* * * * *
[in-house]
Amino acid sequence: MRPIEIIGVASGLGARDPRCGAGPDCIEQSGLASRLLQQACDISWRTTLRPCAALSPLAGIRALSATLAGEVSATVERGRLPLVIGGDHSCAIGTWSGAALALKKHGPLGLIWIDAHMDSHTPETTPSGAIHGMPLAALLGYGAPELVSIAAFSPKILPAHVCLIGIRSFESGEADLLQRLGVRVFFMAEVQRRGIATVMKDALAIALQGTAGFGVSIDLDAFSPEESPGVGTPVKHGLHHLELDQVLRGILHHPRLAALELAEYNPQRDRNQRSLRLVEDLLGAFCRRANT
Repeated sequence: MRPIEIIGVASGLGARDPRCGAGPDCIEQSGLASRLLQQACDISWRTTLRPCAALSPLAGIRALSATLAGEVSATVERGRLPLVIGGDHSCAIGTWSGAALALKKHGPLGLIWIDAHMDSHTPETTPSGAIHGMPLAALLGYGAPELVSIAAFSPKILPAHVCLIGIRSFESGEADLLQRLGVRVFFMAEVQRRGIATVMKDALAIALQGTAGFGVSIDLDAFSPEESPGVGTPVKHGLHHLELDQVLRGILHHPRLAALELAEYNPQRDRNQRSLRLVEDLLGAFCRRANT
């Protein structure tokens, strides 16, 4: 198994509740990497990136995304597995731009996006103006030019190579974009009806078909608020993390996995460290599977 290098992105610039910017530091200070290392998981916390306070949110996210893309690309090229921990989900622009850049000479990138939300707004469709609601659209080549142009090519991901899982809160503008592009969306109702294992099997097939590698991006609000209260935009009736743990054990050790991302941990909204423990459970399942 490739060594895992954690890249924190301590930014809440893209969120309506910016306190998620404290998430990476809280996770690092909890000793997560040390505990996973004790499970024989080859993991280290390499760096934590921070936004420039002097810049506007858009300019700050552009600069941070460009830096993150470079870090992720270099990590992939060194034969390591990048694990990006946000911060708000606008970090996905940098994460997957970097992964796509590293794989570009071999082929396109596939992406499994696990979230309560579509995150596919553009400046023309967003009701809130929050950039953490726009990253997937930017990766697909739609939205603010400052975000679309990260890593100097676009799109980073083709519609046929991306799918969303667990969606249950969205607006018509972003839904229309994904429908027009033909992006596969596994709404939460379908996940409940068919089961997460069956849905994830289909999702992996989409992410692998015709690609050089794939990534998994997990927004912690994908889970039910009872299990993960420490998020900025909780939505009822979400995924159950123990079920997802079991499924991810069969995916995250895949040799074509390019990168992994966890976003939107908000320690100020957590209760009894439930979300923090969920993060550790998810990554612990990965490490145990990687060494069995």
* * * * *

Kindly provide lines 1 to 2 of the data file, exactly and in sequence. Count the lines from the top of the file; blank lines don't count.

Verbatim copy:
[in-house]
Amino acid sequence: MRPIEIIGVASGLGARDPRCGAGPDCIEQSGLASRLLQQACDISWRTTLRPCAALSPLAGIRALSATLAGEVSATVERGRLPLVIGGDHSCAIGTWSGAALALKKHGPLGLIWIDAHMDSHTPETTPSGAIHGMPLAALLGYGAPELVSIAAFSPKILPAHVCLIGIRSFESGEADLLQRLGVRVFFMAEVQRRGIATVMKDALAIALQGTAGFGVSIDLDAFSPEESPGVGTPVKHGLHHLELDQVLRGILHHPRLAALELAEYNPQRDRNQRSLRLVEDLLGAFCRRANT